In the automotive marketing world, everyone’s looking for an edge.
Ford, however, already owns the edge that starts with a capital ‘E,’ and the latest version of that 2011 Ford Edge crossover is notably better than its predecessor.
We wondered about the Edge name when Ford introduced this mid-sized SUV/crossover as a 2007 model. No more.
There’s a reason why Alan Mulally, Ford’s president and CEO, in January will be delivering a keynote address for the third consecutive year at the International Consumer Electronics Show in Las Vegas. It’s because he’s committed to making Ford’s vehicles cutting edge (that word again) “mobile devices.”
Under Mulally’s leadership, the company has done a remarkable job of upgrading the Ford brand. The Ford lineup includes new powertrains and fluid designs, plus the technological advances in the “MyFord Touch” system. If you’re wondering why Ford eliminated its Mercury brand, you need look no further than this Ford lineup.
These new Fords left little room for any Mercurical maneuvering to upgrade the product; indeed, there’s plenty of in-house work going on at FoMoCo to figure out how to attain enough degrees of separation between top-echelon Fords and the Lincoln brand.
For 2011, the Edge comes in four versions: SE, SEL, Limited, and Sport. Our test Edge was and all-wheel-drive version of the SEL model. It was powered by the standard 3.5-liter V-6, mated to a six-speed automatic transmission with a button-controlled “SelectShift” feature.
The V-6, which is rated at 285 horsepower and 253 lb.-feet of torque, did a solid job of moving the Edge’s 4,265 pounds through nearly 500 miles of varied driving around New England. It used regular gas and gave us 21.8 miles per gallon.
On the road, both handling and braking reflected system upgrades in place for the 2011 models.
The base price of the SEL is $32,070. Options included the MyFord Touch with SYNC, a rear-view camera, and red candy metallic paint for a final sticker price of $34,240 (including $775 destination).
Acceleration was adequate for merging and passing, and the SelectShift feature was easy to use and welcome in several situations, including using engine braking and staying in formation during a 15-mile funeral procession. AdvanceTrac stability control along with Roll Stability Control (RSC) is standard across all trim levels. So are side-impact and safety canopy airbags plus dual-stage front airbags with driver seat positioning and crash severity sensing systems.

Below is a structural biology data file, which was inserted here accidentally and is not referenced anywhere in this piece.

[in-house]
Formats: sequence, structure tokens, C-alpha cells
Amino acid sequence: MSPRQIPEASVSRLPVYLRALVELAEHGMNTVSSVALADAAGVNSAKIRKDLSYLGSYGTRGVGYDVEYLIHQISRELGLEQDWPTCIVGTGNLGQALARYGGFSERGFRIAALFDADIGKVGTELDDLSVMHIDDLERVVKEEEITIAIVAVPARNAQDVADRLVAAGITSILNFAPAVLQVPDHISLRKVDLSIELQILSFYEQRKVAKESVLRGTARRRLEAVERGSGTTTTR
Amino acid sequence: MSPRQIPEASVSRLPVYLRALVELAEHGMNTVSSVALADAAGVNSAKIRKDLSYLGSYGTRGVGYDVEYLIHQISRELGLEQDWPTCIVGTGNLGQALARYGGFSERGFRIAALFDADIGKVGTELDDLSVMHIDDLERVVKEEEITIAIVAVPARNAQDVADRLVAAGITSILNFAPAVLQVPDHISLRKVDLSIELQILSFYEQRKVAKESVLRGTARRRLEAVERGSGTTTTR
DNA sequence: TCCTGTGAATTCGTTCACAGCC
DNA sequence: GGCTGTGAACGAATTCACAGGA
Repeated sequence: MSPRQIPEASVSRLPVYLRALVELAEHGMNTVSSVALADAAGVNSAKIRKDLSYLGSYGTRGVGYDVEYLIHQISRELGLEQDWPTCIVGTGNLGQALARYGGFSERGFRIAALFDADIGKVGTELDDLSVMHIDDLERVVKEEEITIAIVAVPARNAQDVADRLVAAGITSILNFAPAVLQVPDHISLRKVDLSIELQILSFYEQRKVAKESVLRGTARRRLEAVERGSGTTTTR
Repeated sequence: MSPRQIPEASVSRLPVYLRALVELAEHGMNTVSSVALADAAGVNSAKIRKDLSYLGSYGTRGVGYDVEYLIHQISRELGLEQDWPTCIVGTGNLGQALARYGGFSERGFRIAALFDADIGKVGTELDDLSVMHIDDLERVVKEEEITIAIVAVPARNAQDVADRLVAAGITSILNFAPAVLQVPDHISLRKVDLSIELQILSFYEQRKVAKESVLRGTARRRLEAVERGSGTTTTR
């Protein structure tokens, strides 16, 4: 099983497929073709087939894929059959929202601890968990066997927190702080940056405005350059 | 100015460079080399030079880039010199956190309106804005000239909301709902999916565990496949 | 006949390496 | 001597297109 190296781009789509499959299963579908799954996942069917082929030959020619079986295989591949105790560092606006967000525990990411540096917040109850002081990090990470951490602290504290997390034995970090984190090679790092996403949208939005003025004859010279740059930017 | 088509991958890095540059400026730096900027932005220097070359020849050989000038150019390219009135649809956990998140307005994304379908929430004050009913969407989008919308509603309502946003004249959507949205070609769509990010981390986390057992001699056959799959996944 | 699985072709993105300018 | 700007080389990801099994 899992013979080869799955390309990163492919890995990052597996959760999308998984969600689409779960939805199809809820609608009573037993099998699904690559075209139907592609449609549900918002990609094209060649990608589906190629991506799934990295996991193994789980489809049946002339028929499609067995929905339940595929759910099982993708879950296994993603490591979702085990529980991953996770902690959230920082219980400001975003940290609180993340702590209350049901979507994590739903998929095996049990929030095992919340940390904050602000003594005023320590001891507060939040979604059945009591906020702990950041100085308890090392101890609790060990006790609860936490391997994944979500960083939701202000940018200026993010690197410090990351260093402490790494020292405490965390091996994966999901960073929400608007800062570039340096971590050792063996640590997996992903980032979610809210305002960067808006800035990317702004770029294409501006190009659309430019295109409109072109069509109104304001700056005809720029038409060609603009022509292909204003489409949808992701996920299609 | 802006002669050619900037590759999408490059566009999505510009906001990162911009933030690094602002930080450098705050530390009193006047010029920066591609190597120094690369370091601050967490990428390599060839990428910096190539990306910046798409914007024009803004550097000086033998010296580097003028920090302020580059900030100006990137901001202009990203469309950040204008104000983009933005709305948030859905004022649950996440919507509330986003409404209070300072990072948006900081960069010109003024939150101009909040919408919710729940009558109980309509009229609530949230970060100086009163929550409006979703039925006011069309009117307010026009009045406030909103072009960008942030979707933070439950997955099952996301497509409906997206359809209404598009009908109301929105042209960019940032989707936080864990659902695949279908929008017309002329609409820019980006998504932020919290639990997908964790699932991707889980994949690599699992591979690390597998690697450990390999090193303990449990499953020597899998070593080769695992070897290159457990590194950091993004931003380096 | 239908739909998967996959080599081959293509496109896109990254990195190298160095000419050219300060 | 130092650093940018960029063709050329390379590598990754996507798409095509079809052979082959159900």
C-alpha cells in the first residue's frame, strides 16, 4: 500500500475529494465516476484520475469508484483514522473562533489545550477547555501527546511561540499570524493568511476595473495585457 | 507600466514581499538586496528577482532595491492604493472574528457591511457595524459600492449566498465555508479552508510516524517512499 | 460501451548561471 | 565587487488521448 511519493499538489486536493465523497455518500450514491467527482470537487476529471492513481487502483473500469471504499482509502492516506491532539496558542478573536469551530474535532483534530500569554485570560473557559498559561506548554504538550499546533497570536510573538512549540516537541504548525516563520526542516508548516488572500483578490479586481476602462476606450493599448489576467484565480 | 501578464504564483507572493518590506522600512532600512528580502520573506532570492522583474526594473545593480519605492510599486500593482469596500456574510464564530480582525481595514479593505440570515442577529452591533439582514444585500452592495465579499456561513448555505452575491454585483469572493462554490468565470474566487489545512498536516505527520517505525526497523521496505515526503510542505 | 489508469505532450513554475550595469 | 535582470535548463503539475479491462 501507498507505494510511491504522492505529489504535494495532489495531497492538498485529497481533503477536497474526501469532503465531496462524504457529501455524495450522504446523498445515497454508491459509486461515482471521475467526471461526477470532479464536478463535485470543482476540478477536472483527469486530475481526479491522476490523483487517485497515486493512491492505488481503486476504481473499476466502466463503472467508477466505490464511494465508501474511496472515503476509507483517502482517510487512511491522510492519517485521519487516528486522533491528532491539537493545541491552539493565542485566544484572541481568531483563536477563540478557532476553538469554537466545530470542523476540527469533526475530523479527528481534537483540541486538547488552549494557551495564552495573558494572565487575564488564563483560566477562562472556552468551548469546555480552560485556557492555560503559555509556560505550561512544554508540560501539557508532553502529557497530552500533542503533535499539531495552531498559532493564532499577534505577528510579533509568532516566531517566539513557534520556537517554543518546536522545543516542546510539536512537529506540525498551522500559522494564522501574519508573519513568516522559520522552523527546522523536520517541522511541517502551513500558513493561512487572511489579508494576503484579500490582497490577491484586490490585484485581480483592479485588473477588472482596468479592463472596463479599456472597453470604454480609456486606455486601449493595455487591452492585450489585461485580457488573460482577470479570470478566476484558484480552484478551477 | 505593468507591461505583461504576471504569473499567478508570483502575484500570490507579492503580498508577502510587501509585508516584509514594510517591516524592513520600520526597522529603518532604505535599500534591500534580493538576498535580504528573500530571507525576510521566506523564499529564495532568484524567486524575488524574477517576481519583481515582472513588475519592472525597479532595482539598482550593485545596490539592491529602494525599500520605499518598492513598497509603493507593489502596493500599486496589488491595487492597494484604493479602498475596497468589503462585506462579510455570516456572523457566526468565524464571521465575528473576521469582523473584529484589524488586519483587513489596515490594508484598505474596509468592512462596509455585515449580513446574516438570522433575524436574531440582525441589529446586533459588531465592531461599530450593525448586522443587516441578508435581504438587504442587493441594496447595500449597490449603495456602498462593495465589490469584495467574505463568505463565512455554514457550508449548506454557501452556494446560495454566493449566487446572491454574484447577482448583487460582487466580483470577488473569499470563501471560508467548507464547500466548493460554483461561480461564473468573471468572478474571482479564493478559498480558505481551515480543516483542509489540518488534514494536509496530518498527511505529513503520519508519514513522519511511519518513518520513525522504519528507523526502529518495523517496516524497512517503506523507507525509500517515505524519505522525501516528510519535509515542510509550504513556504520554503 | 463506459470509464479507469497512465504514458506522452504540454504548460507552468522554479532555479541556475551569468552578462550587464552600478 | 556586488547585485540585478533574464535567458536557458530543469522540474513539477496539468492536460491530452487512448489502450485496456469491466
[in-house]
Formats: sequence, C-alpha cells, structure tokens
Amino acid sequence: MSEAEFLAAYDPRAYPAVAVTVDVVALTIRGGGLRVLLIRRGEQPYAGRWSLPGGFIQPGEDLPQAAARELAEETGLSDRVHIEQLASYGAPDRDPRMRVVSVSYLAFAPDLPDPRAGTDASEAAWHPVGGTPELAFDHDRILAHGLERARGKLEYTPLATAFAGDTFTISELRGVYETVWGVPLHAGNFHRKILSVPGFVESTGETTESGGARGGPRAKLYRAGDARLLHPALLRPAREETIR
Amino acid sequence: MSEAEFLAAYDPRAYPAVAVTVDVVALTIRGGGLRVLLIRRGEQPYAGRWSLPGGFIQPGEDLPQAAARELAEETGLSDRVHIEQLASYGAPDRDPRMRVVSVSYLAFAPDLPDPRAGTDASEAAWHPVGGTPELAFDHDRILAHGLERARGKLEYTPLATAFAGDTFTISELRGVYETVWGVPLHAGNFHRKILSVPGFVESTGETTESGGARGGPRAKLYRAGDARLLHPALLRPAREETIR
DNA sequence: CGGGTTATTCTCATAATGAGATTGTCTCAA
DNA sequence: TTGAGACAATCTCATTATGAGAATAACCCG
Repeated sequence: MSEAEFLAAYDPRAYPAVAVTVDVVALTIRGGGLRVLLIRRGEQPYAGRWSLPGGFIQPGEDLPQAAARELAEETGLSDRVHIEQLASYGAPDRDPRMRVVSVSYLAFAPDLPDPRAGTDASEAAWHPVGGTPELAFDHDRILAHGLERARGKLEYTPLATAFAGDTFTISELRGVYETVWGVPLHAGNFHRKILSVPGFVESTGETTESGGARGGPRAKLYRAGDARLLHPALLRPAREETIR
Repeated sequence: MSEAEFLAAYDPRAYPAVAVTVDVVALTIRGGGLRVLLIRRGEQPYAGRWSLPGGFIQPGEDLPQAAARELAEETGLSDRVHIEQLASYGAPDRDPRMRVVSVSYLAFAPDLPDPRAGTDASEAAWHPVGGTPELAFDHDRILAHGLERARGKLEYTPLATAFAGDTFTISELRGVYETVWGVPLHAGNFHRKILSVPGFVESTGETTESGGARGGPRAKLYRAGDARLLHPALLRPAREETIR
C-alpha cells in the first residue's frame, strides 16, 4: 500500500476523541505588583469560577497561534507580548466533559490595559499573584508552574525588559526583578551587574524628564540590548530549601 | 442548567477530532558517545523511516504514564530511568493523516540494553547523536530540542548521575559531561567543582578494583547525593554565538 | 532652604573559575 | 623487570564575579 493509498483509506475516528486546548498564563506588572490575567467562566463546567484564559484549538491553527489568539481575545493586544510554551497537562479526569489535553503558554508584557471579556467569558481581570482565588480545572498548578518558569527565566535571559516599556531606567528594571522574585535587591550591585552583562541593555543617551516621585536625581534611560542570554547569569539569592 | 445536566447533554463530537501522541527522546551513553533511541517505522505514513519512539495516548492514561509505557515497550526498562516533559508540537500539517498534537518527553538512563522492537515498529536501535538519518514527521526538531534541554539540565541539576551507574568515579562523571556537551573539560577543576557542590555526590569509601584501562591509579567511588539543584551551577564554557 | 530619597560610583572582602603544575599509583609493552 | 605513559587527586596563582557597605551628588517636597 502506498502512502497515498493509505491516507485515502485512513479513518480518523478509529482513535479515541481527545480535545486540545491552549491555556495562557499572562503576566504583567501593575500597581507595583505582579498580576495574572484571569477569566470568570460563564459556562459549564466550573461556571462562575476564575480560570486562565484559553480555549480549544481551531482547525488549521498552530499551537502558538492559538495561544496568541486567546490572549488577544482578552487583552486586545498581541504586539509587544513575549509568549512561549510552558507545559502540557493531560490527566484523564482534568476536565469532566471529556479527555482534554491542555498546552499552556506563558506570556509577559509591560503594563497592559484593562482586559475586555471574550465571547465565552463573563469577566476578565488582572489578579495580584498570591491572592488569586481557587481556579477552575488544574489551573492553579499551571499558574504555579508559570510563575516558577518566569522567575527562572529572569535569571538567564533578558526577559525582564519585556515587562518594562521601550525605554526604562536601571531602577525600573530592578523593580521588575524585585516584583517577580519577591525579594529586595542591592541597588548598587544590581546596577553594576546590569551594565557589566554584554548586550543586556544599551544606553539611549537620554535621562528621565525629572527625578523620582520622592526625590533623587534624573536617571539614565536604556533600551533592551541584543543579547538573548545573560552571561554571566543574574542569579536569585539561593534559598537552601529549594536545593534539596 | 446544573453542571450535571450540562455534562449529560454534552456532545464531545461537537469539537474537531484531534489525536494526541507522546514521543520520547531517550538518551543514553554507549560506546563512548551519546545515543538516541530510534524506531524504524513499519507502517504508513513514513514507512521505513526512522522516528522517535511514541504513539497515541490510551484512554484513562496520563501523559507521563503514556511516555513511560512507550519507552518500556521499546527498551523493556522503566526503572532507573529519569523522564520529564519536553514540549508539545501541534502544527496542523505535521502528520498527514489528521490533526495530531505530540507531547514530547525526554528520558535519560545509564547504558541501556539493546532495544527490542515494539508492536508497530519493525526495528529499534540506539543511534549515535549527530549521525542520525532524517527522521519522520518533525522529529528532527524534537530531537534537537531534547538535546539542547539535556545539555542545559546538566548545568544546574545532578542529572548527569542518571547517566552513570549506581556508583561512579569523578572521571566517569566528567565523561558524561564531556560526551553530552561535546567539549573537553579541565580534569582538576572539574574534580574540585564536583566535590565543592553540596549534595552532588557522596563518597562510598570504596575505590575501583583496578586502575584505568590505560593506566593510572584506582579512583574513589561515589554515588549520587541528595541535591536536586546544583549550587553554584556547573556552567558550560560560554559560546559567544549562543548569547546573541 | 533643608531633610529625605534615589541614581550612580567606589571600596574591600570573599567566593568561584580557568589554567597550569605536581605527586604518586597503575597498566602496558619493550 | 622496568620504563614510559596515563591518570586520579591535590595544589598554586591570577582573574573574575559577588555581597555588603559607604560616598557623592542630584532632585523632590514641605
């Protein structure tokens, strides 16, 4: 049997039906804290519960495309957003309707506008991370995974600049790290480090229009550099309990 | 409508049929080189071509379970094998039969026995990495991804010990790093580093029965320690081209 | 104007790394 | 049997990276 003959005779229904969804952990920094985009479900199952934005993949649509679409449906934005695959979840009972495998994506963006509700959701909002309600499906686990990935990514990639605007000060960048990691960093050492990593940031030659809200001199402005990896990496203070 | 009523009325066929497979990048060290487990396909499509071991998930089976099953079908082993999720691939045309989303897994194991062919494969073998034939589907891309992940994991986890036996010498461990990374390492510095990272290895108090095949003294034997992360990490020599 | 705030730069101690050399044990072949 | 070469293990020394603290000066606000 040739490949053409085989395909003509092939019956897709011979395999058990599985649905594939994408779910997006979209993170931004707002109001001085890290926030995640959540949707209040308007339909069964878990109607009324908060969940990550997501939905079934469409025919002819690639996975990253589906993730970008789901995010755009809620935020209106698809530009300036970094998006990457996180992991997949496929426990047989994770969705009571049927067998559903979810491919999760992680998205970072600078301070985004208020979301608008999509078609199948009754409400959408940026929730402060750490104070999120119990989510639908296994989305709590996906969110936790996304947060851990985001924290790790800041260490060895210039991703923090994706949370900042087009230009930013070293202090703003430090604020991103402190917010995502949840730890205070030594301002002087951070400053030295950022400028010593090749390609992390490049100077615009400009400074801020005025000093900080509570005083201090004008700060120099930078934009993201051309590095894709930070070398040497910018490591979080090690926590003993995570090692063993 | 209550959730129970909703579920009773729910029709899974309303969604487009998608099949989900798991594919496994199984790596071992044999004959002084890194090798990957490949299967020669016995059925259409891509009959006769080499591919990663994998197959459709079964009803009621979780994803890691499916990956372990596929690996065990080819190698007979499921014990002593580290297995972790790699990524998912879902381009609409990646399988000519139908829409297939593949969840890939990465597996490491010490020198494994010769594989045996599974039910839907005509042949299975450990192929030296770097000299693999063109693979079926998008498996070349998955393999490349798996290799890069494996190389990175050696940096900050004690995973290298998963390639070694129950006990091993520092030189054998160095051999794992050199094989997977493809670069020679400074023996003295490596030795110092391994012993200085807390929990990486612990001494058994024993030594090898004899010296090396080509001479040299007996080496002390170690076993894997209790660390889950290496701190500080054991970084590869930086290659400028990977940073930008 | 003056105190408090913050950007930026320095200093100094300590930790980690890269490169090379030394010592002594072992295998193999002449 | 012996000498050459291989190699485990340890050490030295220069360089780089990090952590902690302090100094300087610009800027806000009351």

A bigger version of the V-6-the 3.7-liter, 305-horsepower engine out of the 2011 Mustang-is standard in the Sport model. Ford plans to make the turbocharged EcoBoost 2.0-liter I-4 engine available in the Edge in coming months. That is projected to return 21 mpg city and 30 mph highway.
On the outside, the Edge continues the move to a bolder (note the big grille) and more flowing (gone is the boxy look) design. The headlights blend into the front fenders and are set off with striking vertical LED parking lights.
There’s no third row of seats, leaving the Edge as a five-passenger vehicle. The tradeoff is one we like-plenty of legroom in the rear seat and lots of cargo space. The 32.2 cubic feet behind the second seat becomes 68.9 cubic feet with the second row folded, which can be accomplished by buttons in the cargo area or one-touch levers by each rear door.
The rearview camera is a great plus in driving a crossover or SUV. We’d have liked to have the cross-traffic alert system, too. However, that’s only available as part of a package with the BLIS (Blind Spot Information System), a nice feature but one rendered unnecessary by Ford’s now-standard convex inserts in both the driver’s and passenger’s side mirrors.
A final word about the MyFord Touch system. I’m not totally sold on the feature – yet. I admire the three screens (one on each side of the instrument panel and the big one on top of the center stack). And there are the matching five-button controls on each side of the steering wheel. And yes, I looked through the 50-page easy-start manual and spent an hour in Dearborn with several Ford engineers.
Those folks could make the system dance, achieving the same result at times by giving the command three different ways. But not me.
For me, there are still too many menus and options. I suspect most users will be similar to me at first-able to synch and use a cell phone with Bluetooth, adjust climate and radio by either touch screen or button.
But the smart-aleck system refuses to recognize my voice. I say one thing, it wants to do another. Ford says it will learn my individual inflections, but I’m still waiting.
For sure, it’ll keep getting better … and I’ll learn because technology isn’t going away.
That’s Ford’s Edge.